Versailles St. continues westbound for another mile beyond the edge of the image above, but then it forks widely, and neither fork reconvenes with modern US 50. This is when I get out my old maps and road guides. I have a stack of Indiana road maps going back to about 1920 and a CD-ROM full of even older Indiana road maps that I bought from a collector on eBay. As they cover the entire state, they only show the old highways’ general shapes, but sometimes that’s enough.

Typical ABB cover

When the maps don’t solve the mystery – and they didn’t for the road around Holton – I reach for my Automobile Blue Books. These were published annually from 1901 through about 1930, giving printed turn-by-turn directions between most cities across the nation. The company that published them employed people to drive around the country, find the best ways to get between the nation’s cities and towns, and write detailed directions. This was a real service in the days before auto trails and numbered state and US highways as there were often no direct roads between major destinations, and signs were spotty and inconsistent. The oldest ABBs leaned heavily on landmarks in their directions (such as, “Right past school”); it was often the best that could be done. Over the years, ABB directions got simpler and shorter as more direct routes were built and as roads began to be signed. I own 1916 and 1924 “Middle West” ABBs; the earlier volume has nearly twice the pages as the later book. Numbered state and US highways finally put the ABB out of business as their signs made wayfinding almost trivial.

Back to Holton. The 1916 ABB tells the driver to “cross RR. at Holton Sta. 58.5.” 58.5 is the number of miles from the beginning of this route, which began in Cincinnati. It continued: “59.5. Left-hand road; turn left. 60.0. Cross RR. and immediately turn right. Caution for downgrade, cross bridge 61.6, running upgrade beyond.” The 1924 ABB describes the same path, even calling it “State Highway No. 4.” So after you cross the railroad tracks on Versailles St., you drive a mile, turn left, drive another half mile, cross the tracks again, and turn right. Well, exactly one mile west of the railroad tracks in Holton is that long driveway at the left edge of the map image above. That driveway was once the highway! It continued south of the farmhouse and crossed the tracks. That crossing was removed somewhere along the way.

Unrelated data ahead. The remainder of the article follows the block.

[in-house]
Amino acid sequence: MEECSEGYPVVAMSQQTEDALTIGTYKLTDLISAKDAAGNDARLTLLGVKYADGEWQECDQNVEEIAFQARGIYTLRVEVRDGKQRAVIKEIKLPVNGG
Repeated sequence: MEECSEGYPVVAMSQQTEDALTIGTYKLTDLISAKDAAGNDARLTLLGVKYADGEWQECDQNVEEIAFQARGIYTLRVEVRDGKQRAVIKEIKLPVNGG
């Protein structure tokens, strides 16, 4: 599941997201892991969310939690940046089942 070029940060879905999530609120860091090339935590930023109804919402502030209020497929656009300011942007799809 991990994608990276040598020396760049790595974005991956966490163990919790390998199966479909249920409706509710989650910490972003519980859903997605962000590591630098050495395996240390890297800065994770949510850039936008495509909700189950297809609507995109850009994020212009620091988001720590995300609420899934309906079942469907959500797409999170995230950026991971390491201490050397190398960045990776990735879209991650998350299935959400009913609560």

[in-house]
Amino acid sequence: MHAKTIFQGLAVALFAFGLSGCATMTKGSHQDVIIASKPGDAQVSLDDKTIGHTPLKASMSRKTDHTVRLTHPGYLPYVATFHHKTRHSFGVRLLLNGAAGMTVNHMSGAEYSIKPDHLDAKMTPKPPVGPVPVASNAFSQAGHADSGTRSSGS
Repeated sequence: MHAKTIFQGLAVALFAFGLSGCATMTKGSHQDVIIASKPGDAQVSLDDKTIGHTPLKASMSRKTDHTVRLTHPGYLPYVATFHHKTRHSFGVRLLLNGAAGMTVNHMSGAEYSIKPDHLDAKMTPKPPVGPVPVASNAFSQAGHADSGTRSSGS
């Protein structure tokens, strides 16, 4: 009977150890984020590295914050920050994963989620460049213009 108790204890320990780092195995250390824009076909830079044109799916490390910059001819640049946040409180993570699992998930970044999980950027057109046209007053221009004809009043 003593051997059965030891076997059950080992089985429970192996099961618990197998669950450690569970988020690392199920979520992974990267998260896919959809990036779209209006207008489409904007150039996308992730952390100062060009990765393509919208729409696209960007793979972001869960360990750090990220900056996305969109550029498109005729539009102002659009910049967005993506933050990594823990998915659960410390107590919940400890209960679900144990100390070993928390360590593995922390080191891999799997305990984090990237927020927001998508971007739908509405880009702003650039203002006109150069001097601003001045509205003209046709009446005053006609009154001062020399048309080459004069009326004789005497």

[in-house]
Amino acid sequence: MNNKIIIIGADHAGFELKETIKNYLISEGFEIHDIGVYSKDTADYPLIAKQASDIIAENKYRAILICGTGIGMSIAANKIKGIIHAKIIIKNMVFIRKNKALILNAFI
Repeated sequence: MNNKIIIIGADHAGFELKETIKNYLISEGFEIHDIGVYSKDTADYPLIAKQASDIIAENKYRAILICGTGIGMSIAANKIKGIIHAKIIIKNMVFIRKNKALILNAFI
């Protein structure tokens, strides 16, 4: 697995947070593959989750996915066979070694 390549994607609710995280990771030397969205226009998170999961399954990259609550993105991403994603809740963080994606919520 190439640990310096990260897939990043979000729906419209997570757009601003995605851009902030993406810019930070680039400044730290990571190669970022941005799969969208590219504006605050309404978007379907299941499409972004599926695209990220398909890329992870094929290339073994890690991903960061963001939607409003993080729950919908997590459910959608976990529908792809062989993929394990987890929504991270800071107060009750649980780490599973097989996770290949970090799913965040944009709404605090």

The 1916 ABB talks about crossing a bridge at 61.6 miles. When I trace the route and count the miles, there’s a bridge on modern US 50 at that point. But Google Maps shows something else just south of the current bridge – an older, abandoned bridge!

I was pressed for time and had not done full research before I made my recent trip along this portion of US 50. I didn’t know about this bridge and so missed the opportunity to photograph it! (Fortunately, a bridgefan passed through here before me, photographed the bridge, and shared his findings at bridgehunter.com.)

In my rush I also missed a great possible old alignment. Back where US 50 leaves Aurora, I had guessed that Indiana Ave. and Trester Hill Rd. were US 50’s old alignment. I still think that, but apparently an even older path lurks. My 1924 ABB sends the driver down US 50’s current corridor, but my 1916 ABB very clearly sends the driver down Lower Dillsboro Rd., a winding drive through the country.

Because the US route system began in 1926, and my 1924 ABB specifies US 50’s current corridor, Lower Dillsboro Rd. was never US 50. But US 50 was originally signed along old State Road 4, which came into being in 1917 when Indiana formed its first numbered highway system. I’d need a 1917 (or maybe 1918) ABB to know for sure whether old State Road 4 ran along Lower Dillsboro Rd., but my gut says it did. Remember how I said that the first numbered highways ran along existing roads? Dillsboro is the next town west of Aurora; it sure makes sense that Indiana signed its highway along the existing road to Dillsboro!

Even the oldest roads were sometimes improved. At 4.8 miles west of downtown Aurora, the 1916 ABB cautions the driver: “Caution for sharp right and left turns across small bridge.” I traced the route to 4.8 miles and found this:

Do you see the old bridge there just above the center of the image? It is now part of somebody’s driveway. Lower Dillsboro Rd. now sweeps smoothly by. Can you see the traces of the original route?

I’ll have to make a return trip to catch Lower Dillsboro Rd. and that abandoned bridge west of Holton. But now you know how I find the old alignments. You can do it too. Even if you don’t want to lay out the dough for the maps and road guides, Google Maps and your wits will get you at least halfway there.

Have you ever wondered how many times a road’s path must change before it’s no longer the same road? I sure have.

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History, Road Trips

The National Road in western Indiana